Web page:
How many times have you looked back on code you wrote a few months back and thought, “what the hell was that?” I regularly scratch my head at code I wrote a few days prior, especially if I rationalized my spaghetti code away as a “scratch file.”
There is objectively good code and bad code, in the same way there is good writing and bad writing. Writing good code isn’t all that different from writing good prose. Both good code and writing need to follow certain rules and best practices, as well as artfully solve many problems that lie outside the scope of rigid covenant.
Great code is concise, glaring in its intent, and brief - following the DRY principle. There was no other writer who followed these coding practices to their natural conclusion in literature better than Ernest Hemingway. Hemingway wrote seven novels in the first half of the 20th century and won the Nobel Prize for Literature in 1954. He was the master of the simple sentence and the restrained narrative, developing this style as a young reporter.
My thought experiment: how would Hemingway write code if he were a data scientist or a web developer? What can we learn from the techniques that crafted some of the best American literature? Let’s find out.
He would study the greats
Samuelson: But reading all the good writers must discourage you. Hemingway: Then you ought to be discouraged.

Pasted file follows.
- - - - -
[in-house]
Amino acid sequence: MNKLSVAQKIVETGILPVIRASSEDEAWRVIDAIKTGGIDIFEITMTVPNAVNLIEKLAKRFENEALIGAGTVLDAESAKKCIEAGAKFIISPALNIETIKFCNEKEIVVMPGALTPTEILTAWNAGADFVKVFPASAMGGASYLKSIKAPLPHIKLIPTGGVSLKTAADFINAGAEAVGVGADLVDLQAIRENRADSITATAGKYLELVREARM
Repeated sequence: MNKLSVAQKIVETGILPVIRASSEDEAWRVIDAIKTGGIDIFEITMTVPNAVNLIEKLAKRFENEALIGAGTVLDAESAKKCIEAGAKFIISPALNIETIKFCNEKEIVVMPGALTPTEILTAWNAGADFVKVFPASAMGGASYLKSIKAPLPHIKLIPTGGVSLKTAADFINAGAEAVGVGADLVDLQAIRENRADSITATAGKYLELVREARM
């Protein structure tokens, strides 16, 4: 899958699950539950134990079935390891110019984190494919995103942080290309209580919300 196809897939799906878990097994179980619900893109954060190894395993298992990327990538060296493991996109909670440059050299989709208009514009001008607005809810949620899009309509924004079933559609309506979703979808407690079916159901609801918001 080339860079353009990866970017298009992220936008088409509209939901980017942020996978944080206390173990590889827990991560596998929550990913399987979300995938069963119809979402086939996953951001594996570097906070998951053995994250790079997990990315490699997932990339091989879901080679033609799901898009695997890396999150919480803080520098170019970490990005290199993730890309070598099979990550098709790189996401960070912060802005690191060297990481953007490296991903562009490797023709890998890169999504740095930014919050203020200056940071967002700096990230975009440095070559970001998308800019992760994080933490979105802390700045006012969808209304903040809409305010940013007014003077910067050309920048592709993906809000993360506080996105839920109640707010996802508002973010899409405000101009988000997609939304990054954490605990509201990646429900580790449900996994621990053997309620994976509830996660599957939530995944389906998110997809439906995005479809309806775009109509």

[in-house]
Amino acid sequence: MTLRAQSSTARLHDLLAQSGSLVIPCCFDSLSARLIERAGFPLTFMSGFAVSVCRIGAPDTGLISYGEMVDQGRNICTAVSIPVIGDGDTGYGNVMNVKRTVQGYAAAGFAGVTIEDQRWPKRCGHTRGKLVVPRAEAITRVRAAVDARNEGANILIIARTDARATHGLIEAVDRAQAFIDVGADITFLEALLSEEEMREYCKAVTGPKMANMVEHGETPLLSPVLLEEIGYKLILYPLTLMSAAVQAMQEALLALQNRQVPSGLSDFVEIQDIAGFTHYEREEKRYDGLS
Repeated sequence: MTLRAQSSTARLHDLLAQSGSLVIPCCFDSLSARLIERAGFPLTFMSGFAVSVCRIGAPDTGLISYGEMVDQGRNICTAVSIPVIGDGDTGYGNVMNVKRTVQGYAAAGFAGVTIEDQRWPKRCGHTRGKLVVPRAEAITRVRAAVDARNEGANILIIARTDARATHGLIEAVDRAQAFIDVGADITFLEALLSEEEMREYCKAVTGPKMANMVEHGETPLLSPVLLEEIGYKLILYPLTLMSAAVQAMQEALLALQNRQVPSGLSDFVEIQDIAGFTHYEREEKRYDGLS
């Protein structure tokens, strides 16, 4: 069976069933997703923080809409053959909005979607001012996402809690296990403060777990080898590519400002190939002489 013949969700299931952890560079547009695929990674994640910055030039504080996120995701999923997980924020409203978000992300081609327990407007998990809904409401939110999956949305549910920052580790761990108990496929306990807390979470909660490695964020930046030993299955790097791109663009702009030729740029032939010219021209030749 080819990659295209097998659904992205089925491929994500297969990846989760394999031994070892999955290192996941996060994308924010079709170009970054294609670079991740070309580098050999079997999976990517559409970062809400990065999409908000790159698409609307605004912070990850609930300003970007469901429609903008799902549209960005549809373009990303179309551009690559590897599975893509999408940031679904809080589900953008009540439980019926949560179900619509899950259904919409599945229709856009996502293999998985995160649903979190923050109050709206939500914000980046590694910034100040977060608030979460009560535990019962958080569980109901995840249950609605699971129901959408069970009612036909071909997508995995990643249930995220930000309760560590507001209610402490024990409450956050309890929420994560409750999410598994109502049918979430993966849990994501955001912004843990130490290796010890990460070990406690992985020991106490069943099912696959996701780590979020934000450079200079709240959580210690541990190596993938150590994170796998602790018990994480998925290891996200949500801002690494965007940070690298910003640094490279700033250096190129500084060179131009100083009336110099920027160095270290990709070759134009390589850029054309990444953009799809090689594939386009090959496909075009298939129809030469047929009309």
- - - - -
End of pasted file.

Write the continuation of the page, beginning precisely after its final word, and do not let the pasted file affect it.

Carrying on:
In the open-source world, we have free access to some of the best code ever written. All we have to do is open GitHub and browse the source code of our favorite projects.
If Hemingway wrote R code like I do, he would have read all the Tidyverse “books” written by the phenomenal R scientist Hadley Wickham. These are the classics in the R community; many R developers regularly consult these repos when writing code for inspiration or ideas on how to solve a problem.
Since ancient times, most forms of art have had some kind of master-apprentice program. Rembrandt didn’t attend an online art school and immediately brush out The Nightwatch. He studied under a master to observe and absorb everything he could.
Today, the apprenticeship process is not so clearly defined but continues to exist in other forms. In 1934, an aspiring young Minnesotan named Samuelson hitchhiked to Hemingway’s casa in Key West to boldly knock on his door, putting his lot in Fate’s hands. Hem not only invited him over the next day, but he hired him to watch his boat for the next year, with a great deal of mentoring along the way.
At one point Samuelson asked what he should read to become a great writer. Hem produced a long list of books which he pressed on Samuelson to devour.
Samuelson: Should a writer have read all of those? Hemingway: All of those and plenty more. Otherwise he doesn’t know what he has to beat.
He would code from experience
One of the reason’s Hem’s books are classics is because he wrote from his own experience. His time as an ambulance driver in Italy during the Great War fueled his masterpiece A Farewell To Arms. His love of the outdoors dripped onto the pages of The Old Man and the Sea. He didn’t doodle from imagination but from vivid memories and tactile experiences that the reader finds absolutely authentic.
But how does a developer code from experience? Two words: business knowledge. If you’re designing an app to optimize freight deliveries for example, ride with a delivery driver for a week to gain a different perspective that your rubber duckie could never provide. Go out and learn the How and Why of what is desired, from the people who will actually use the thing.
Hemingway: Whatever success I have had has been through writing what I know about.